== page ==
For years, the EpiPen has been the go-to emergency device for preventing anaphylactic deaths. These easy-to-use tools cost less than $100 for a set of two in 2007 when Mylan acquired the rights to EpiPen, and Heather Bresch assumed the role of chief executive officer. Since that time, Bresch has enjoyed a nearly 700% salary increase from $2 million per year nine years ago to almost $19 million today. This, coupled with the fact that EpiPen costs mere dollars per unit to produce, has sparked intense public outrage over this apparent attempt at price gouging.
Mylan’s Side Of The Story
After this story entered the public discussion, Mylan stock prices plummeted and Bresch scrambled to justify the pricing. Bresch posted that increasingly higher deductibles on healthcare plans are to blame, and the $608 per unit list price reflects a system that requires multiple entities to touch the product between Mylan and end users. During the interview, Bresch neglected to mention that Mylan has increased the price of EpiPen incrementally over the past several years by 5%–15% at a time.
Bresch’s explanation holds some truth, however. Patients often have to pay high insurance premiums and then must again pay up to the full price for prescriptions – essentially paying twice for medications. Additionally, once Mylan releases a batch for consumer use, it travels from the manufacturer to pharmaceutical benefit managers, then to insurers, on to the wholesalers, and finally the pharmacy retailers. Bresch posted that these entities tack their own price points on top of Mylan’s unit price of $274 per pack of two pens.
Mylan’s Damage Control
Mylan responded to the recent outrage with several measures meant to alleviate public outcry. The company offers up an EpiPen Savings Card that effectively halves the price for patients forced to pay full price out of pocket for the medication. Mylan also doubled the maximum income requirement for assistance obtaining EpiPens, so families of four earning up to $97,200 annually aren’t required to pay a cent for the devices.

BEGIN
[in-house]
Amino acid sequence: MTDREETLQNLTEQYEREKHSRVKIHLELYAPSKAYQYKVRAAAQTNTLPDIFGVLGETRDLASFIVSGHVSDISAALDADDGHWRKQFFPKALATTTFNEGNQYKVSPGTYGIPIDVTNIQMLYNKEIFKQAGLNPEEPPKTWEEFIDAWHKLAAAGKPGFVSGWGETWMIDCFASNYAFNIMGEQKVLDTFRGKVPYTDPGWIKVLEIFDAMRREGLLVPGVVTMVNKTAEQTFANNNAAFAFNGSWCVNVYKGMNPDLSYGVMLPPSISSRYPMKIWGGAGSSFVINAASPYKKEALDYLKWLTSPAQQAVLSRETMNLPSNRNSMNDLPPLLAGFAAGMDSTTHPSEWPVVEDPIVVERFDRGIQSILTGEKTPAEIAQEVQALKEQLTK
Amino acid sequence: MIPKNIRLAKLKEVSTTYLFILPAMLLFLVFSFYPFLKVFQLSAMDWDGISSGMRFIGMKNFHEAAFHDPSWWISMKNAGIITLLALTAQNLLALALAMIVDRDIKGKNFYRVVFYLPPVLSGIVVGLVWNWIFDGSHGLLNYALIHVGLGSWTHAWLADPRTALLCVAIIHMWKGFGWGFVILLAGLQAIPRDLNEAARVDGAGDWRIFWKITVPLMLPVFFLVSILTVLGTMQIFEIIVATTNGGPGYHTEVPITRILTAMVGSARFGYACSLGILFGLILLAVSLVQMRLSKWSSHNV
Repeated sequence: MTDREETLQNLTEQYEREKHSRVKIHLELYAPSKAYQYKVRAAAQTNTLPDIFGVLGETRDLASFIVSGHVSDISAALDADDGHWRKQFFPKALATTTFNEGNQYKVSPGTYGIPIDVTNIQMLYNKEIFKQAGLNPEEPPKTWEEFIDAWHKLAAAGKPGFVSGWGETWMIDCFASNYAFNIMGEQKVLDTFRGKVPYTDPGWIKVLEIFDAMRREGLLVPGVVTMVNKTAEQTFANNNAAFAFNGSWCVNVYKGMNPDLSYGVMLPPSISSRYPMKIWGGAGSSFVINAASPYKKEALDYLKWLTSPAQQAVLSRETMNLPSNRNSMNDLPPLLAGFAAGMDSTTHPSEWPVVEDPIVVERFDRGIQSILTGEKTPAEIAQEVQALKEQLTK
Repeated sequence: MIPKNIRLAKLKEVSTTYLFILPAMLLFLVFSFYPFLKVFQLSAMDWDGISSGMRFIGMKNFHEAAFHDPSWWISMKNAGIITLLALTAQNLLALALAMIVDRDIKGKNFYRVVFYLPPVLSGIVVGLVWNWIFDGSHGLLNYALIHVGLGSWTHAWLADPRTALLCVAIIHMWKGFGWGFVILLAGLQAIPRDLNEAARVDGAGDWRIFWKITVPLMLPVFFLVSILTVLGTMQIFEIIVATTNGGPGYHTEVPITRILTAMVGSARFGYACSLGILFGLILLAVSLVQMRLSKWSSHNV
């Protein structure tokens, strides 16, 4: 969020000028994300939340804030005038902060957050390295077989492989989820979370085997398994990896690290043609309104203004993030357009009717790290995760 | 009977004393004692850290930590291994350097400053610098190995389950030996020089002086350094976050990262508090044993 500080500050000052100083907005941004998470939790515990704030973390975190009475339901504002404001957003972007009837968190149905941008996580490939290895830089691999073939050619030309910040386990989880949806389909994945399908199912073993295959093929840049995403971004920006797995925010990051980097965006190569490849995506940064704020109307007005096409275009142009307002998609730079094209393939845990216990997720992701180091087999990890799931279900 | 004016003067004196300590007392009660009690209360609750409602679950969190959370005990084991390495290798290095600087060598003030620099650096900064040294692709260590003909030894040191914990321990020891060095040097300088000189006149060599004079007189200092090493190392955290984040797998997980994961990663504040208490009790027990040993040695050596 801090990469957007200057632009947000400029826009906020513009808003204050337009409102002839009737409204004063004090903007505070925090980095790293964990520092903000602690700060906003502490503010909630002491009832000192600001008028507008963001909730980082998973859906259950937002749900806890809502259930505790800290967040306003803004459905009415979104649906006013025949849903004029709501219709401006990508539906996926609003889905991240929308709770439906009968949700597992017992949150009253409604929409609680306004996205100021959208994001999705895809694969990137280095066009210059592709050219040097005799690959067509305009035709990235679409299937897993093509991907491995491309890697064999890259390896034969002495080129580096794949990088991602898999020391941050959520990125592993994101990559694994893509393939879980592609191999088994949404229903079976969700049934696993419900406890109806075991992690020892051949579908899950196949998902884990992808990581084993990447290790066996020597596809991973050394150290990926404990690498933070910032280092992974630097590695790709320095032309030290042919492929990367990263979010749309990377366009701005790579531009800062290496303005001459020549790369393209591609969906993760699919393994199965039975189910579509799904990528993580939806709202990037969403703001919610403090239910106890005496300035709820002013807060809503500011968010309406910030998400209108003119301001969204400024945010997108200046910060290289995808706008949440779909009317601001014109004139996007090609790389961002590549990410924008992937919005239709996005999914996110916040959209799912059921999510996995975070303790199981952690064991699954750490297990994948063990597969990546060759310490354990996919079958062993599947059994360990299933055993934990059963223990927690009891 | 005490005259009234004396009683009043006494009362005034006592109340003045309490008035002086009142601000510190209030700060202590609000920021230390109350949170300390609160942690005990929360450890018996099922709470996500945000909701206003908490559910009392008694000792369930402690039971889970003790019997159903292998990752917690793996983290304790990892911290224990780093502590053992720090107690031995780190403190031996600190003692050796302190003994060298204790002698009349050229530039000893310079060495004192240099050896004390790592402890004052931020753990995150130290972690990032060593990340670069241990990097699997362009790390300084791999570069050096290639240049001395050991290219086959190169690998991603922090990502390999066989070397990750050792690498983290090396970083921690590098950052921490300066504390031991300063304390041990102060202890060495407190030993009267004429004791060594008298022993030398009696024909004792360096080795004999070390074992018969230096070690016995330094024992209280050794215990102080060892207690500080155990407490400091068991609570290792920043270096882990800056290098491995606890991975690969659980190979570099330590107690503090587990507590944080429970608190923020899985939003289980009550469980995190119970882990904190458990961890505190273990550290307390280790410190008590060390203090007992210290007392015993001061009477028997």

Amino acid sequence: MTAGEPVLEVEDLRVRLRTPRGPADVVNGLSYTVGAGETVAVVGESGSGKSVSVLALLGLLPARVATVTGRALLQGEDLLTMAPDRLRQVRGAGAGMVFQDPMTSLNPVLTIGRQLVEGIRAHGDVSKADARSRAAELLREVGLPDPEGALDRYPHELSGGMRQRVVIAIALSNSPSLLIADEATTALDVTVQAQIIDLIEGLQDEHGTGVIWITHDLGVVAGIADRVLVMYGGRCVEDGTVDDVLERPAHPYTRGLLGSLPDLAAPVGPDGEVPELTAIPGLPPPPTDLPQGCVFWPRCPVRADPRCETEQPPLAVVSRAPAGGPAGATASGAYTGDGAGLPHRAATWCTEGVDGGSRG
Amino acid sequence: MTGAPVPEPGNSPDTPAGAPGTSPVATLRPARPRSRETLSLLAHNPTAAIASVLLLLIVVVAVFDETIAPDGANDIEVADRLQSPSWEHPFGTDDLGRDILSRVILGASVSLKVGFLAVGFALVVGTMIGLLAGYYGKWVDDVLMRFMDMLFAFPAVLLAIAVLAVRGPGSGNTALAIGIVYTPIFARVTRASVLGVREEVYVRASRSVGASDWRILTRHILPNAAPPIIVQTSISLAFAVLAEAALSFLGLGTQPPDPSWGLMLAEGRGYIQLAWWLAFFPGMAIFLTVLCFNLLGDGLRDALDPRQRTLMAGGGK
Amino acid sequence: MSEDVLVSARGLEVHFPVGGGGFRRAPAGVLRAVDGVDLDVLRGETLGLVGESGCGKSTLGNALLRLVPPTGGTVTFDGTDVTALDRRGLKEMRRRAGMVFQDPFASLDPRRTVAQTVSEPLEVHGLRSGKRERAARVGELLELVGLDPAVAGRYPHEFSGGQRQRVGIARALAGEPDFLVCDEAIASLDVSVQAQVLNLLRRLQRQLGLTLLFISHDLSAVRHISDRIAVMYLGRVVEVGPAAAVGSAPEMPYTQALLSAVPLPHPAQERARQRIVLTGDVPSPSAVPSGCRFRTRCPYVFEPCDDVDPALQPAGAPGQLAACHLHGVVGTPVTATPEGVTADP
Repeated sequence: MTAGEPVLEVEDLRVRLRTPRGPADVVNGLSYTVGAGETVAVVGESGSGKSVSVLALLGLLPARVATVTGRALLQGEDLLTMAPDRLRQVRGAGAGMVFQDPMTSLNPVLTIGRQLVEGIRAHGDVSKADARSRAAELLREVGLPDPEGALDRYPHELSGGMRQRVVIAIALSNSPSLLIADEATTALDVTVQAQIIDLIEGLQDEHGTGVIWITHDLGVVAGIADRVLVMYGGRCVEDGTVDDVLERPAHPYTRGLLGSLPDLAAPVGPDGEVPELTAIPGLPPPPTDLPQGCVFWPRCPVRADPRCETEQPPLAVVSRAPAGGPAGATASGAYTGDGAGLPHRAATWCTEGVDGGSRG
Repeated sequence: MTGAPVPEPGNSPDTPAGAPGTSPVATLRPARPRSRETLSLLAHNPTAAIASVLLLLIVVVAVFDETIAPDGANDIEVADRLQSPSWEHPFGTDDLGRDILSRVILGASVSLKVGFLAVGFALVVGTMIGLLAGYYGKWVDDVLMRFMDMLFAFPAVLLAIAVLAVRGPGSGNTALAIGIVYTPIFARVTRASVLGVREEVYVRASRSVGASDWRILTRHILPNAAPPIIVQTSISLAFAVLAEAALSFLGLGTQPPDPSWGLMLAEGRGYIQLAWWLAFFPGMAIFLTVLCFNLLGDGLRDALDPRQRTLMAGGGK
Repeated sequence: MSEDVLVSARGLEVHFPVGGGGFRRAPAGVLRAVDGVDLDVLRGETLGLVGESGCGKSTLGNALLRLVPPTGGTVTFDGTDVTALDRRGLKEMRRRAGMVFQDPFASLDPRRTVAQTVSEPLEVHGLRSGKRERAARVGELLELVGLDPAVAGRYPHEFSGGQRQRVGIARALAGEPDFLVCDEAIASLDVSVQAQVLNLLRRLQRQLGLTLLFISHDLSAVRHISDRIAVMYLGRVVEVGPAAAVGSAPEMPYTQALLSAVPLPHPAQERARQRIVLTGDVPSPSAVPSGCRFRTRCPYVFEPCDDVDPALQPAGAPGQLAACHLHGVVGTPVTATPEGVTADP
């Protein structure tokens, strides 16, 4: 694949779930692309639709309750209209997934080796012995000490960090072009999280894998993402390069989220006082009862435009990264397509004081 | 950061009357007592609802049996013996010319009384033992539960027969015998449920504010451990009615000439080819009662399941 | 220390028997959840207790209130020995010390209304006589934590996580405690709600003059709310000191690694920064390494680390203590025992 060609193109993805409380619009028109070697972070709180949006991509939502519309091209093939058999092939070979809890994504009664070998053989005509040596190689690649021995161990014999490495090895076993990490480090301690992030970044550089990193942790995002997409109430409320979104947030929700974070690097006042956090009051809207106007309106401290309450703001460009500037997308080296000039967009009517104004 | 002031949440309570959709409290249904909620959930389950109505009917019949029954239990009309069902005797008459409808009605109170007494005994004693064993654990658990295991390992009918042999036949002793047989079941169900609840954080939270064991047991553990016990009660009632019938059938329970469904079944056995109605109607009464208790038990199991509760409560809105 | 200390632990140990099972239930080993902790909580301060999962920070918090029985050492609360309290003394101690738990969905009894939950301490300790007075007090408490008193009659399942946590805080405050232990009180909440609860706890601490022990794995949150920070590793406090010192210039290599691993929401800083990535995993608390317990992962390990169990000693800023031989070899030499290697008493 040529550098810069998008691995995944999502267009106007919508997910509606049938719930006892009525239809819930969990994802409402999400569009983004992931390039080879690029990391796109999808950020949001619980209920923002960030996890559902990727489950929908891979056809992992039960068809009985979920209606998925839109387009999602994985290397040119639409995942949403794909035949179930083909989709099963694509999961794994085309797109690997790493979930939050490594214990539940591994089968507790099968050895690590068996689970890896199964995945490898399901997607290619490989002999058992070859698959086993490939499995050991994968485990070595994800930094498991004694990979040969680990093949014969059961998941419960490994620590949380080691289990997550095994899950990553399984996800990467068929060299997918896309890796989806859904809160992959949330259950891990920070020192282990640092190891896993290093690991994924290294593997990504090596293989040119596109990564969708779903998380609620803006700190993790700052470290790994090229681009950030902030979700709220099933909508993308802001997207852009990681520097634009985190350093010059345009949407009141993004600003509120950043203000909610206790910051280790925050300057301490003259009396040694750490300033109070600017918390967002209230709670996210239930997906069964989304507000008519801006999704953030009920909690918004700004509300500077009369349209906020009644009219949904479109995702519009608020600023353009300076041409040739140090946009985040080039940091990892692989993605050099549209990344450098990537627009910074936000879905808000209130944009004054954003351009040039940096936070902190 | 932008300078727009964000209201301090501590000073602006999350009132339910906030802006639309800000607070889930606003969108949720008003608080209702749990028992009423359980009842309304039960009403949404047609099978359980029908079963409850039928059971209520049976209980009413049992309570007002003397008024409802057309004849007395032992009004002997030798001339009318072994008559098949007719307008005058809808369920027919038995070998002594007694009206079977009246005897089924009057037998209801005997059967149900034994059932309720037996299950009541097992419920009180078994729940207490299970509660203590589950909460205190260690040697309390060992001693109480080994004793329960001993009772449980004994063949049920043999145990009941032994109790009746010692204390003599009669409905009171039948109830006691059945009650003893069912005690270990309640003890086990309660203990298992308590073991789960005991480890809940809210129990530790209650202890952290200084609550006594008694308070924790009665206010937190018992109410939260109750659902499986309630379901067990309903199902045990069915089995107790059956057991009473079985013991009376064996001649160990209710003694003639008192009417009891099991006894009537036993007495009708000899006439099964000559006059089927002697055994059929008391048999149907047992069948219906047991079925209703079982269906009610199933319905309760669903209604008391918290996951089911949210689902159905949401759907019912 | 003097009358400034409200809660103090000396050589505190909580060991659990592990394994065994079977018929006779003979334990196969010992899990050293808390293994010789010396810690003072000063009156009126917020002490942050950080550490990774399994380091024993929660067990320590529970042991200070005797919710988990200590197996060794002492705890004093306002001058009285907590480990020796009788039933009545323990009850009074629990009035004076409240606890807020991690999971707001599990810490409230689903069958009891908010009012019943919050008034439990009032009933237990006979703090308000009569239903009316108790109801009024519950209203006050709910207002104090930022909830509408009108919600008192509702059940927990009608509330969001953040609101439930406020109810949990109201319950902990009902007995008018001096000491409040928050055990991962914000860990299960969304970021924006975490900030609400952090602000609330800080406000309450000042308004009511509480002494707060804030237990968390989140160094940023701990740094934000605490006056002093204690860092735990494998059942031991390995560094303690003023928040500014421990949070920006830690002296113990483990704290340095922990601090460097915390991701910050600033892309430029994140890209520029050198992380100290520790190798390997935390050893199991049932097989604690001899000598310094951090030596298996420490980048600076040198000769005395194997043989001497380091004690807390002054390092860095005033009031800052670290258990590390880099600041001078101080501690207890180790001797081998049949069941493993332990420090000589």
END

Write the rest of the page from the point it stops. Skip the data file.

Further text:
Critics say that these measures are a post-factum minimalist response and far too little too late. Mylan has yet to address why the unit price is so high when each EpiPen only contains roughly $1 worth of epinephrine (the only known front-line treatment for anaphylactic shock), and the injecting device can’t possibly cost more than a few dollars to produce.
Previous Mylan Scandals
In early 2014, Mylan conducted a corporate inversion. The Pittsburgh-based company purchased Abbott Labs in the Netherlands and officially relocated its corporate headquarters there, effectively enjoying the less-demanding tax structure of the Netherlands, despite most offices remaining near Pittsburgh.
Both President Obama and Republican presidential candidate Donald Trump vehemently decried the corporate inversion practice. President Obama called it “one of the most insidious tax loopholes out there.” Companies such as Mylan get to enjoy taxpayer-funded social services at its stateside locations while avoiding paying its fair share of taxes.
Bresch also faces criticism due to her political ties. She is the daughter of West Virginia Democratic Senator Joe Manchin, who offered minimal responses to the EpiPen controversy. Additionally, West Virginia University President Mike Garrison tendered his resignation in 2008 after the school awarded a business degree to Bresch – even though she didn’t earn the required credits. This information further stoked the ire of Mylan’s critics in the EpiPen debate.
Democratic and Republican legislators denounce this price hike as opportunistic, dirty capitalism, but Mylan holds fast to its initial response, blaming insurance deductibles, co-pay structures, and a broken healthcare system. The only public figure seemingly supportive of Bresch and Mylan’s decision is now-infamous former CEO of Turing Pharmaceuticals, Martin Shkreli, who tweeted a message in support of Mylan’s price hike. Shkreli became one of the most hated individuals in the country last year after his decision to increase the price of AIDS medication Daraprim 5,000%, citing profitability as the sole motivator for the decision.
Unfortunately, Mylan has a monopoly on automatic epinephrine injectable devices, and no other product similar to the EpiPen exists. As Mylan’s stock prices continue to drop, only time will tell if the company will recant and drop the price of the EpiPen back to a reasonable rate.